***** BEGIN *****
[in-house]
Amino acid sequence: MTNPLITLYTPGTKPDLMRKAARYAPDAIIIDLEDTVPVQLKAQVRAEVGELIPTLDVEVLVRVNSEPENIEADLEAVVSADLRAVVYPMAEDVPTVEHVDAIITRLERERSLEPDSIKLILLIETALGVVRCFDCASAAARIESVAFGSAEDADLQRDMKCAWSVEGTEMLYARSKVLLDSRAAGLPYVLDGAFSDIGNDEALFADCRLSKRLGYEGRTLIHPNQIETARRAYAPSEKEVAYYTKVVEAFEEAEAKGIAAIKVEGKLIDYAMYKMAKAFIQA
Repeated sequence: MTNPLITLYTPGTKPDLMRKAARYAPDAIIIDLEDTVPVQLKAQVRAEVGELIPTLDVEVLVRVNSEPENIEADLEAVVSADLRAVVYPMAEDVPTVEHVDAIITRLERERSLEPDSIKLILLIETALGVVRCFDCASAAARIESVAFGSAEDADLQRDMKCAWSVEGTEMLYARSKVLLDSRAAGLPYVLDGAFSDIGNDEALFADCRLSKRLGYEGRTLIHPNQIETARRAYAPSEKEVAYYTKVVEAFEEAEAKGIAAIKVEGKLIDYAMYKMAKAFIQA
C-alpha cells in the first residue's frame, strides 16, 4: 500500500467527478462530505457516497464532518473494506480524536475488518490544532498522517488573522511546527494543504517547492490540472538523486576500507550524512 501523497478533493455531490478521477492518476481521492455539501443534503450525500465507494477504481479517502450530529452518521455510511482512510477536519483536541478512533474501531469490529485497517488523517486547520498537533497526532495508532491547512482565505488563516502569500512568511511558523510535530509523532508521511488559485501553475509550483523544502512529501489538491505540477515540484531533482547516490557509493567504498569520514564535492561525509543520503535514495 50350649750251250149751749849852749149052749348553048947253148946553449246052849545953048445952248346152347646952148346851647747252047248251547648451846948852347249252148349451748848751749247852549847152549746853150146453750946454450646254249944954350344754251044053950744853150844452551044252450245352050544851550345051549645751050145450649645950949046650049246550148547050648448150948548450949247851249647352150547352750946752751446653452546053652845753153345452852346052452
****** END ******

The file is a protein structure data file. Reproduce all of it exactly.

[in-house]
Amino acid sequence: MTNPLITLYTPGTKPDLMRKAARYAPDAIIIDLEDTVPVQLKAQVRAEVGELIPTLDVEVLVRVNSEPENIEADLEAVVSADLRAVVYPMAEDVPTVEHVDAIITRLERERSLEPDSIKLILLIETALGVVRCFDCASAAARIESVAFGSAEDADLQRDMKCAWSVEGTEMLYARSKVLLDSRAAGLPYVLDGAFSDIGNDEALFADCRLSKRLGYEGRTLIHPNQIETARRAYAPSEKEVAYYTKVVEAFEEAEAKGIAAIKVEGKLIDYAMYKMAKAFIQA
Repeated sequence: MTNPLITLYTPGTKPDLMRKAARYAPDAIIIDLEDTVPVQLKAQVRAEVGELIPTLDVEVLVRVNSEPENIEADLEAVVSADLRAVVYPMAEDVPTVEHVDAIITRLERERSLEPDSIKLILLIETALGVVRCFDCASAAARIESVAFGSAEDADLQRDMKCAWSVEGTEMLYARSKVLLDSRAAGLPYVLDGAFSDIGNDEALFADCRLSKRLGYEGRTLIHPNQIETARRAYAPSEKEVAYYTKVVEAFEEAEAKGIAAIKVEGKLIDYAMYKMAKAFIQA
C-alpha cells in the first residue's frame, strides 16, 4: 500500500467527478462530505457516497464532518473494506480524536475488518490544532498522517488573522511546527494543504517547492490540472538523486576500507550524512 501523497478533493455531490478521477492518476481521492455539501443534503450525500465507494477504481479517502450530529452518521455510511482512510477536519483536541478512533474501531469490529485497517488523517486547520498537533497526532495508532491547512482565505488563516502569500512568511511558523510535530509523532508521511488559485501553475509550483523544502512529501489538491505540477515540484531533482547516490557509493567504498569520514564535492561525509543520503535514495 50350649750251250149751749849852749149052749348553048947253148946553449246052849545953048445952248346152347646952148346851647747252047248251547648451846948852347249252148349451748848751749247852549847152549746853150146453750946454450646254249944954350344754251044053950744853150844452551044252450245352050544851550345051549645751050145450649645950949046650049246550148547050648448150948548450949247851249647352150547352750946752751446653452546053652845753153345452852346052452